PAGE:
Autumn Leaves by Adina Richman

This poem has disappeared from this website. To hear a reading of the poem, click on the player below:

copyright 2013 Adina Richman, all rights reserved

To hear more poems by Adina Richman, click HERE.

Once more into the breach…IPM 2014 is open for submissions!

International Poetry Month 2014

once more into the breach…or fill the gap with poetry

I had been casting about for a theme for International Poetry Month 2014 for almost a year when my husband, Matthew Broussard, made a series of paintings on the theme of ambiguous and iconic gestures in December. As soon as I saw the painting “Leap” the phrase in the heading above came to mind.

After a year of listing to news packed with war and disaster, perhaps the unaltered quote from Shakespeare’s Henry V would be more apt – although a quick recap of the years news will tell us that the gap was filled with dead of every nationality: the building collapse in Dar es Salaam, the Fertilizer plant in West, Texas, the Boston Marathon bombing, the constant undercurrent of the financial and employment crisis in Europe, a devastating typhoon in the Philippines, drowning of migrants off of Lampedusa, the wars in South Sudan, Syria…does your heart feel like lead yet, are you about to click on a link to something else, anything else?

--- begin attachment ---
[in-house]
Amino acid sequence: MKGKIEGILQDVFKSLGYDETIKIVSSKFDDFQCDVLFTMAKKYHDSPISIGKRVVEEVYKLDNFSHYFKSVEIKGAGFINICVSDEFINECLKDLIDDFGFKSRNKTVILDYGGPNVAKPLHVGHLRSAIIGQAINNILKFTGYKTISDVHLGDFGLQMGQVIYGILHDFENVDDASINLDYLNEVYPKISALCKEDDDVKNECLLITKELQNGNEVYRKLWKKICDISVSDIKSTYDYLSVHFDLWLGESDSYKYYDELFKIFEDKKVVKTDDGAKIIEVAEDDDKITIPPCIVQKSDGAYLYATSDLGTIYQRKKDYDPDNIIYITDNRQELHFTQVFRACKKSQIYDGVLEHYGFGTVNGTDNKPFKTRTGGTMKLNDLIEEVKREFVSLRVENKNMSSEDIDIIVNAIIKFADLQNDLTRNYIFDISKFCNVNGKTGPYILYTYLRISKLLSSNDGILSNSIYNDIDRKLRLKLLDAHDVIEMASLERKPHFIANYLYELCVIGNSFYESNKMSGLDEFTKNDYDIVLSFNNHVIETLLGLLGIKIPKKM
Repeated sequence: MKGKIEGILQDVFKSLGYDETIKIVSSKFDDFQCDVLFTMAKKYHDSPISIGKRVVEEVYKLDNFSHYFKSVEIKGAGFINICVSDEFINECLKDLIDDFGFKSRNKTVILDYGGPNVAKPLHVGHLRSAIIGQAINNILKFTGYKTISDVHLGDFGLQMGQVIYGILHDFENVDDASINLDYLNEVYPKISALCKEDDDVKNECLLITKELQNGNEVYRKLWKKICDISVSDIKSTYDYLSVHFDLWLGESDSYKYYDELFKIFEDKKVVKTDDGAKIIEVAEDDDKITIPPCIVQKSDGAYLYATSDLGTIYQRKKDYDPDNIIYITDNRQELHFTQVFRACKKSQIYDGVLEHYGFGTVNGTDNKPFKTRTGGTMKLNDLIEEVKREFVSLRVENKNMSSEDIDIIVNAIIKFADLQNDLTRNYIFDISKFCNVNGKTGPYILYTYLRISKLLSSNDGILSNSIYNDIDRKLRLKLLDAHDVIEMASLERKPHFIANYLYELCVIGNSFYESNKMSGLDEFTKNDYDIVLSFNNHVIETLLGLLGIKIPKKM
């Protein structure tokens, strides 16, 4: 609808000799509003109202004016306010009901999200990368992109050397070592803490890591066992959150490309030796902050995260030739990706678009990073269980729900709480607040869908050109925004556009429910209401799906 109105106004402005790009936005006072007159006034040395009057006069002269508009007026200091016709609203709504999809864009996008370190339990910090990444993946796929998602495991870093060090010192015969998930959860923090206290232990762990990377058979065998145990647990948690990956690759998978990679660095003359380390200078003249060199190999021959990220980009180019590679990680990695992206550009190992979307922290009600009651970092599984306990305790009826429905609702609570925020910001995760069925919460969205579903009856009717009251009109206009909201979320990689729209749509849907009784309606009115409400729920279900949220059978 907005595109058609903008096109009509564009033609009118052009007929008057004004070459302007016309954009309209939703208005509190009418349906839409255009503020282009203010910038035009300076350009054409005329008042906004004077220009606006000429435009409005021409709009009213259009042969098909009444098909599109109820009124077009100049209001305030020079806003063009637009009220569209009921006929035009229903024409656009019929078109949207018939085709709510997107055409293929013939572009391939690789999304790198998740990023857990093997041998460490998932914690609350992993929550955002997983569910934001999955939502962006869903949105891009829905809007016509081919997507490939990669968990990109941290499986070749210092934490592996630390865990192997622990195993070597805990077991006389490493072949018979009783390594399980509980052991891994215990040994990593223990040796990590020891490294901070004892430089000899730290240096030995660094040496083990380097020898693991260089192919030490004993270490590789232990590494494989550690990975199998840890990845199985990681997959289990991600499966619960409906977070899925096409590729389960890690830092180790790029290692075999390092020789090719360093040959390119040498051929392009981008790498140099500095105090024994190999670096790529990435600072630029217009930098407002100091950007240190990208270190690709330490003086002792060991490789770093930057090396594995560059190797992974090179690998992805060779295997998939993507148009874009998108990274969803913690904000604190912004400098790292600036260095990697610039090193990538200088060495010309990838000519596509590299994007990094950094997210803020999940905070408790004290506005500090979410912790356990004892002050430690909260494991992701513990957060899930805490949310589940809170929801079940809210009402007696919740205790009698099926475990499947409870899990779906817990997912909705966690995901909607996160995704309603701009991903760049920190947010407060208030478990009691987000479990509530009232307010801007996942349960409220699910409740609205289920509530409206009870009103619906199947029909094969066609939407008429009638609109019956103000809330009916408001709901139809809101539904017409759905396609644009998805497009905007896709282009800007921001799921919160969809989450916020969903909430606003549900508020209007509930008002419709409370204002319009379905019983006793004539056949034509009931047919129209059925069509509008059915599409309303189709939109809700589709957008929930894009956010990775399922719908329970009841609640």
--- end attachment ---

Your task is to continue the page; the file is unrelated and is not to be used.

Poets are charged with throwing their works into the breach, paving the unseeable future with words that transform the painful, the splendid and the ordinary of where we are now and where we have been, into where we are going…making the leap, perhaps of faith or perhaps of desperation or even of joy. The future is there: blindingly dark, spattered with patches of dense brightness. We’re on the precipice, hanging above the clouds, now….LEAP